ADVERTISEMENT

ADVERTISEMENT

Willmar School Board to begin budget-cutting process at Monday, Jan. 9, meeting

A drop in enrollment is leading the Willmar School Board to ask its administrators to look at ways to reduce spending for the next school year.

WCT.STOCK.WEACSchoolBoard.0019.jpg
A file photo of the Willmar Public Schools sign at the Willmar Education and Arts Center, where the administration offices are located.
Erica Dischino / West Central Tribune file photo
We are part of The Trust Project.

WILLMAR — A resolution on the Willmar School Board agenda could lay the groundwork for budget cuts in the spring.

The board meets at 4:30 p.m. Monday in the rehearsal hall of the Willmar Education and Arts Center.

The board will hold its reorganizational meeting before its regular meeting Monday. The meeting includes election of officers and designating meeting dates, depositories and the official newspaper.

The agenda for the regular meeting includes a resolution directing the administration to make recommendations on programming and staffing for the next school year. If it’s adopted, it orders district leaders to study the district’s finances and enrollment and propose changes,

Willmar’s enrollment fell at the beginning of the pandemic and has not fully recovered. It’s a common issue for public schools in Minnesota and nationwide.

ADVERTISEMENT

However, schools receive most of their funding from the state, and the state bases its aid to schools on the number of students.

At the board’s December meeting, enrollment was reported to be 4,093 in grades K-12, 125 fewer students than at the same time a year ago.

Related:
Education Minnesota, the state's largest education union, sponsors the annual Teacher of the Year honor. Three area teachers are among the 131 candidates announced this week.

The district’s financial statements list average daily enrollment of 4,142 in the 2021-22 school year; 4,085 students in 2020-21; and 4,261 students in 2019-20.

Pandemic relief aid has helped schools maintain their operations in some ways. However, much of the aid has expired, and what remains has limited uses.

The resolution asks administrators to determine whether some programs or staff positions must be reduced or discontinued.

The board will also hear reports from administrators and accept a list of gifts and donations.

The board sets aside time to listen to comments from the public twice during its meetings. Comments on agenda items are allowed at the beginning of the meeting. Comments not related to the agenda are accepted at the end of the meeting.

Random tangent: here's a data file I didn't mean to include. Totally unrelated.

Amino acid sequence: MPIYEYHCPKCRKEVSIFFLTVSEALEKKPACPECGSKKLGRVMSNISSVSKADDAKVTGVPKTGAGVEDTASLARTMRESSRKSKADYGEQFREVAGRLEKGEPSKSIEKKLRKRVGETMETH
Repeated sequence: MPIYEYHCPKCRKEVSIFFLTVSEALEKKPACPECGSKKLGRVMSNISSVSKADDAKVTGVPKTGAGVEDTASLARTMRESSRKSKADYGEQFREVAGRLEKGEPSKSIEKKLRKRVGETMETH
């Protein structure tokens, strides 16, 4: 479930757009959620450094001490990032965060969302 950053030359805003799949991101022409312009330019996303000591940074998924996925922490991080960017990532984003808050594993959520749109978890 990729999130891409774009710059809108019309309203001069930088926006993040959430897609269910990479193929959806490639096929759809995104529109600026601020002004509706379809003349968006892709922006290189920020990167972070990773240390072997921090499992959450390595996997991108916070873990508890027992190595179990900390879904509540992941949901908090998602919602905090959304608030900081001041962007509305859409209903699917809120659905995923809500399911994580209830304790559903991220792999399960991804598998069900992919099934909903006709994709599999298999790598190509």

More from LINDA VANDERWERF
COVID-19 isn't gone in Minnesota, but hospitalizations and deaths are lower in the latest state update. About 120 fewer people were in hospitals this week than in the week before.
The state reported an average of 500 new confirmed cases of COVID-19 per day last week and an average of nine deaths per day. The case average was lower, but the average daily deaths was higher.
Breaking News
Prosecution errors freed Thomas Rhodes from prison and overturned his murder convictions Friday. A memo found in the prosecution's files last year contributed to his release.
People who have symptoms or have been exposed to someone with symptoms should get tested for COVID-19. Minnesota is ready to send four free tests for anyone who wants them.
Falling enrollment for Willmar Public Schools is likely to lead to budget cuts before the start of the 2023-24 school year. The School Board began the process with adopting a resolution Monday night.
What happens when the state of Minnesota allows only five e-learning days and some schools have used their last one in the first week of January? It could lead to some old-fashioned snow days.
The rise of COVID-19 cases has slowed in Minnesota, but the state continues to see an average of nearly 675 confirmed cases and five deaths per day in the pandemic which began nearly three years ago.
The state of Minnesota continues to average about seven deaths and more than 800 new confirmed cases of COVID-19 each day. The omicron variant has been the dominant variant for more than six months.
To find a partial solution to hiring problems, U.S. school districts have hired experienced teachers from other countries in recent years. Willmar joined that group this year, with five teachers.
The remnants of a severe winter storm continued to cause closed and icy roads Saturday afternoon. Motorists were urged to check 511mn.org, use caution, slow down and increase following distances.

In 42 years in the newspaper industry, Linda Vanderwerf has worked at several daily newspapers in Minnesota, including the Mesabi Daily News, now called the Mesabi Tribune in Virginia. Previously, she worked for the Las Cruces Sun-News in New Mexico and the Rapid City Journal in the Black Hills of South Dakota. She has been a reporter at the West Central Tribune for nearly 27 years.

Vanderwerf can be reached at email: lvanderwerf@wctrib.com or phone 320-214-4340
What To Read Next
In split 5-2 votes, Willmar City Council approved accepting a grant to construct an outdoor fitness court and applying for an Age-Friendly Minnesota Community grant.
The administration is bringing back an Obama-era decision, later reversed by Trump, that bans new mineral leases on 225,500 acres of the Superior National Forest for the next two decades.
A 15-year-old male suffered what are believed to be non-life threatening injuries after a crash reported Wednesday night to the Minnesota State Patrol. The driver, a 19-year-old male, was not injured.
Sticker shock over the estimated cost to replace the 1967 office of the Yellow Medicine County Highway Department — construction costs are estimated at $295 per square foot — have led the County Board to move cautiously.